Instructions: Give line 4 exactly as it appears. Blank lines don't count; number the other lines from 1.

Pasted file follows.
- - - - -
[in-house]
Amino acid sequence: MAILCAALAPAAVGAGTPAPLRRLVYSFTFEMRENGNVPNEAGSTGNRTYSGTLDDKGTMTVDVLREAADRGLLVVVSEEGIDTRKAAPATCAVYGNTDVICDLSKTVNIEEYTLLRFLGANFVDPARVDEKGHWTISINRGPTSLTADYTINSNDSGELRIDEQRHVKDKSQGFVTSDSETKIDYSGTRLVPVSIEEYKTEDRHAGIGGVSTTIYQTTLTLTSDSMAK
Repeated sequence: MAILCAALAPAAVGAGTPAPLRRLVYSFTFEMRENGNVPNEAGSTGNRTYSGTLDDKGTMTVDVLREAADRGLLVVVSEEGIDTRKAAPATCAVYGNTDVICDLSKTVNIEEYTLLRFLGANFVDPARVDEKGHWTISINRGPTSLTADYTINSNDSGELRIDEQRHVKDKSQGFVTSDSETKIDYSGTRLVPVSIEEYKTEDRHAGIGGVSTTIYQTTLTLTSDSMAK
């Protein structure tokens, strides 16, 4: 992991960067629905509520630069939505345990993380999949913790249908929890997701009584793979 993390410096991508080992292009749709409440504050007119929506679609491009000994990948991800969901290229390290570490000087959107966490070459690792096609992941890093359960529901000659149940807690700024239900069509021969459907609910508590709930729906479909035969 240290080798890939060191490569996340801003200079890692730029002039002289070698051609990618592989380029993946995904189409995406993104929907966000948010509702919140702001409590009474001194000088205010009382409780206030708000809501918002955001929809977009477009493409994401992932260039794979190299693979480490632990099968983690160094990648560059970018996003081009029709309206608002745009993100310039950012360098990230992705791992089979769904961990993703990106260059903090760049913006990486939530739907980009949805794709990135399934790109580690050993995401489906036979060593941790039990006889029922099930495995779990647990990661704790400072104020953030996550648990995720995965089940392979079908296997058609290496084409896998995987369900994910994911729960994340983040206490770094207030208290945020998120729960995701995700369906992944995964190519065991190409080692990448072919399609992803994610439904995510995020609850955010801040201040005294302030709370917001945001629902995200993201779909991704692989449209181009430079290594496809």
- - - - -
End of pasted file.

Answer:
């Protein structure tokens, strides 16, 4: 992991960067629905509520630069939505345990993380999949913790249908929890997701009584793979 993390410096991508080992292009749709409440504050007119929506679609491009000994990948991800969901290229390290570490000087959107966490070459690792096609992941890093359960529901000659149940807690700024239900069509021969459907609910508590709930729906479909035969 240290080798890939060191490569996340801003200079890692730029002039002289070698051609990618592989380029993946995904189409995406993104929907966000948010509702919140702001409590009474001194000088205010009382409780206030708000809501918002955001929809977009477009493409994401992932260039794979190299693979480490632990099968983690160094990648560059970018996003081009029709309206608002745009993100310039950012360098990230992705791992089979769904961990993703990106260059903090760049913006990486939530739907980009949805794709990135399934790109580690050993995401489906036979060593941790039990006889029922099930495995779990647990990661704790400072104020953030996550648990995720995965089940392979079908296997058609290496084409896998995987369900994910994911729960994340983040206490770094207030208290945020998120729960995701995700369906992944995964190519065991190409080692990448072919399609992803994610439904995510995020609850955010801040201040005294302030709370917001945001629902995200993201779909991704692989449209181009430079290594496809």